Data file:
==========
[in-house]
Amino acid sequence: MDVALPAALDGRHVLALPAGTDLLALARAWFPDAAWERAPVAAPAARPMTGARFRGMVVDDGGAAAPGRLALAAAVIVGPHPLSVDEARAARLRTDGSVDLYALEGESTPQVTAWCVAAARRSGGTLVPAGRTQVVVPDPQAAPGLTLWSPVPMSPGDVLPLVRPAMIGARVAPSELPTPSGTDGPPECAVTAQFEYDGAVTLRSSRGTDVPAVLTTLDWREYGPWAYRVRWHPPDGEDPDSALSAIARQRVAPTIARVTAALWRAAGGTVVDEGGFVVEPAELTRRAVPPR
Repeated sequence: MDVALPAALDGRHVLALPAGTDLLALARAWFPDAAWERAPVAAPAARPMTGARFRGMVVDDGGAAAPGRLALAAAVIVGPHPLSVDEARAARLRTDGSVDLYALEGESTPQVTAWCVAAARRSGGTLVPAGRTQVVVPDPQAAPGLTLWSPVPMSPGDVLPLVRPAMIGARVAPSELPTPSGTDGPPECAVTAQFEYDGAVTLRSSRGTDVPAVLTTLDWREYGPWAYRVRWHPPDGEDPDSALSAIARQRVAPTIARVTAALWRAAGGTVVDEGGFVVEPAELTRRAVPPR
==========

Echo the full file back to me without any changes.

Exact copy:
[in-house]
Amino acid sequence: MDVALPAALDGRHVLALPAGTDLLALARAWFPDAAWERAPVAAPAARPMTGARFRGMVVDDGGAAAPGRLALAAAVIVGPHPLSVDEARAARLRTDGSVDLYALEGESTPQVTAWCVAAARRSGGTLVPAGRTQVVVPDPQAAPGLTLWSPVPMSPGDVLPLVRPAMIGARVAPSELPTPSGTDGPPECAVTAQFEYDGAVTLRSSRGTDVPAVLTTLDWREYGPWAYRVRWHPPDGEDPDSALSAIARQRVAPTIARVTAALWRAAGGTVVDEGGFVVEPAELTRRAVPPR
Repeated sequence: MDVALPAALDGRHVLALPAGTDLLALARAWFPDAAWERAPVAAPAARPMTGARFRGMVVDDGGAAAPGRLALAAAVIVGPHPLSVDEARAARLRTDGSVDLYALEGESTPQVTAWCVAAARRSGGTLVPAGRTQVVVPDPQAAPGLTLWSPVPMSPGDVLPLVRPAMIGARVAPSELPTPSGTDGPPECAVTAQFEYDGAVTLRSSRGTDVPAVLTTLDWREYGPWAYRVRWHPPDGEDPDSALSAIARQRVAPTIARVTAALWRAAGGTVVDEGGFVVEPAELTRRAVPPR